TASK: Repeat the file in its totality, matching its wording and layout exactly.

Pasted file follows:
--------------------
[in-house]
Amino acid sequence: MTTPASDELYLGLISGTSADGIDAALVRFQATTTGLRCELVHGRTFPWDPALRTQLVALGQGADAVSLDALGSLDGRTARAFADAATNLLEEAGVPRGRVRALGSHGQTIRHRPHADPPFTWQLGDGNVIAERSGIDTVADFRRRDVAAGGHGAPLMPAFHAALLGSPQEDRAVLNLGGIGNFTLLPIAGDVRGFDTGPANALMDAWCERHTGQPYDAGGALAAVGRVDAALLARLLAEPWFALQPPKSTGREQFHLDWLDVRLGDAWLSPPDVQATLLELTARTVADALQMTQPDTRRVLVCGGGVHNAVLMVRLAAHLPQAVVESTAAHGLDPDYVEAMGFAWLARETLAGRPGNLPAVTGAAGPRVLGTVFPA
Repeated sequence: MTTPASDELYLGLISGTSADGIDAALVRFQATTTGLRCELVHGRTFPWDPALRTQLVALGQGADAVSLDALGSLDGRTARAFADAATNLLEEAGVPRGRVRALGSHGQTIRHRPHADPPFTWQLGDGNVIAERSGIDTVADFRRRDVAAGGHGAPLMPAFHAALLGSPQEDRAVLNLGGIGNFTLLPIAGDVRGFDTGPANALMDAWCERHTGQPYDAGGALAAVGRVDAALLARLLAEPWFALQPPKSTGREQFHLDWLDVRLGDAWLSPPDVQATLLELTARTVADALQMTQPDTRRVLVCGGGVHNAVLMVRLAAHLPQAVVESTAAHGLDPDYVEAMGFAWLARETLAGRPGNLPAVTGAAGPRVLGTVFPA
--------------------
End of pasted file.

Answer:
[in-house]
Amino acid sequence: MTTPASDELYLGLISGTSADGIDAALVRFQATTTGLRCELVHGRTFPWDPALRTQLVALGQGADAVSLDALGSLDGRTARAFADAATNLLEEAGVPRGRVRALGSHGQTIRHRPHADPPFTWQLGDGNVIAERSGIDTVADFRRRDVAAGGHGAPLMPAFHAALLGSPQEDRAVLNLGGIGNFTLLPIAGDVRGFDTGPANALMDAWCERHTGQPYDAGGALAAVGRVDAALLARLLAEPWFALQPPKSTGREQFHLDWLDVRLGDAWLSPPDVQATLLELTARTVADALQMTQPDTRRVLVCGGGVHNAVLMVRLAAHLPQAVVESTAAHGLDPDYVEAMGFAWLARETLAGRPGNLPAVTGAAGPRVLGTVFPA
Repeated sequence: MTTPASDELYLGLISGTSADGIDAALVRFQATTTGLRCELVHGRTFPWDPALRTQLVALGQGADAVSLDALGSLDGRTARAFADAATNLLEEAGVPRGRVRALGSHGQTIRHRPHADPPFTWQLGDGNVIAERSGIDTVADFRRRDVAAGGHGAPLMPAFHAALLGSPQEDRAVLNLGGIGNFTLLPIAGDVRGFDTGPANALMDAWCERHTGQPYDAGGALAAVGRVDAALLARLLAEPWFALQPPKSTGREQFHLDWLDVRLGDAWLSPPDVQATLLELTARTVADALQMTQPDTRRVLVCGGGVHNAVLMVRLAAHLPQAVVESTAAHGLDPDYVEAMGFAWLARETLAGRPGNLPAVTGAAGPRVLGTVFPA